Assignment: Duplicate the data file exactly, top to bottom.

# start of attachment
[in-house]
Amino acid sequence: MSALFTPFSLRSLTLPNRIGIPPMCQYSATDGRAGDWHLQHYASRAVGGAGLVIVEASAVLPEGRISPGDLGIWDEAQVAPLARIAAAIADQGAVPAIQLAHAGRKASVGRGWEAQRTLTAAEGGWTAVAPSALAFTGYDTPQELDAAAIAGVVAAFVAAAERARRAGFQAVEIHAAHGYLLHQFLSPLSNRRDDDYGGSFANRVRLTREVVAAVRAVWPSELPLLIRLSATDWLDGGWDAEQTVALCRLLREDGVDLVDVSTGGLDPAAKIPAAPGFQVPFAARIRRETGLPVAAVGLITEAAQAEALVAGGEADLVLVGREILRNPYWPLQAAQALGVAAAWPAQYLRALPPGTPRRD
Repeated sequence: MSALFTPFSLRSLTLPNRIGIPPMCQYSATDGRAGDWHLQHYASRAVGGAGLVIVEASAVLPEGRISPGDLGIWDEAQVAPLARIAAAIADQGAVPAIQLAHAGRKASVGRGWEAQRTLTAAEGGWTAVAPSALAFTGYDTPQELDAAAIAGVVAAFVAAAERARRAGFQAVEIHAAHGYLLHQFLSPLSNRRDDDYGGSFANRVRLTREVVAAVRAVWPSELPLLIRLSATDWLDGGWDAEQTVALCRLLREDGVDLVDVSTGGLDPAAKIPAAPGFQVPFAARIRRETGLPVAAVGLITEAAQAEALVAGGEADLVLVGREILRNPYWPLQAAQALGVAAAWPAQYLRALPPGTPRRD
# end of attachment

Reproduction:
[in-house]
Amino acid sequence: MSALFTPFSLRSLTLPNRIGIPPMCQYSATDGRAGDWHLQHYASRAVGGAGLVIVEASAVLPEGRISPGDLGIWDEAQVAPLARIAAAIADQGAVPAIQLAHAGRKASVGRGWEAQRTLTAAEGGWTAVAPSALAFTGYDTPQELDAAAIAGVVAAFVAAAERARRAGFQAVEIHAAHGYLLHQFLSPLSNRRDDDYGGSFANRVRLTREVVAAVRAVWPSELPLLIRLSATDWLDGGWDAEQTVALCRLLREDGVDLVDVSTGGLDPAAKIPAAPGFQVPFAARIRRETGLPVAAVGLITEAAQAEALVAGGEADLVLVGREILRNPYWPLQAAQALGVAAAWPAQYLRALPPGTPRRD
Repeated sequence: MSALFTPFSLRSLTLPNRIGIPPMCQYSATDGRAGDWHLQHYASRAVGGAGLVIVEASAVLPEGRISPGDLGIWDEAQVAPLARIAAAIADQGAVPAIQLAHAGRKASVGRGWEAQRTLTAAEGGWTAVAPSALAFTGYDTPQELDAAAIAGVVAAFVAAAERARRAGFQAVEIHAAHGYLLHQFLSPLSNRRDDDYGGSFANRVRLTREVVAAVRAVWPSELPLLIRLSATDWLDGGWDAEQTVALCRLLREDGVDLVDVSTGGLDPAAKIPAAPGFQVPFAARIRRETGLPVAAVGLITEAAQAEALVAGGEADLVLVGREILRNPYWPLQAAQALGVAAAWPAQYLRALPPGTPRRD